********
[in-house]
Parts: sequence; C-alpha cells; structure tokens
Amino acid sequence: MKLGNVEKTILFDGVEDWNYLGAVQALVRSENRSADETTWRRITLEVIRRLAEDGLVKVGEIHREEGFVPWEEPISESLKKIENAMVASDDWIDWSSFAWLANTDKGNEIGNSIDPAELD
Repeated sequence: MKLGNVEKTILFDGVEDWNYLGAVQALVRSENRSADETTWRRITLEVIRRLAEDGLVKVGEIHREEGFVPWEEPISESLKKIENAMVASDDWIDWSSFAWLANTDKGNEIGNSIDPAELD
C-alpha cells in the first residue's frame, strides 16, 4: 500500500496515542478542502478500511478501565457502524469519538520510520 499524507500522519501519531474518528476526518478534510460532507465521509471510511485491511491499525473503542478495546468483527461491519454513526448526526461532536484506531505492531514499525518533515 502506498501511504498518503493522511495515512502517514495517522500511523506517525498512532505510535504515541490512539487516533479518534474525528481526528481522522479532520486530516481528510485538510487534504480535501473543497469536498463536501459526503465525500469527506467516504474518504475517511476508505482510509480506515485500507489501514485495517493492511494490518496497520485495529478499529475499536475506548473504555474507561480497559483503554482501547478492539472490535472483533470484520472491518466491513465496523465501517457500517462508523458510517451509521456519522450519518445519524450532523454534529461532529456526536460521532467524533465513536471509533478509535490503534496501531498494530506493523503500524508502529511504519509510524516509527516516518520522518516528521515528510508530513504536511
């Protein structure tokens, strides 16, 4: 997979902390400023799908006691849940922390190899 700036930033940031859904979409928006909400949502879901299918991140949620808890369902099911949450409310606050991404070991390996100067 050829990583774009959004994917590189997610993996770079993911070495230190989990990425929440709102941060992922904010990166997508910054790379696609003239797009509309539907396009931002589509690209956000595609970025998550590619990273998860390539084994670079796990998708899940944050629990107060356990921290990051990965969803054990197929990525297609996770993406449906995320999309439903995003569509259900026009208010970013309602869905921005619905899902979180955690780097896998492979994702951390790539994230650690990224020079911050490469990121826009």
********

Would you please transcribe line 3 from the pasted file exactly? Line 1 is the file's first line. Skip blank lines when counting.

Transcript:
Amino acid sequence: MKLGNVEKTILFDGVEDWNYLGAVQALVRSENRSADETTWRRITLEVIRRLAEDGLVKVGEIHREEGFVPWEEPISESLKKIENAMVASDDWIDWSSFAWLANTDKGNEIGNSIDPAELD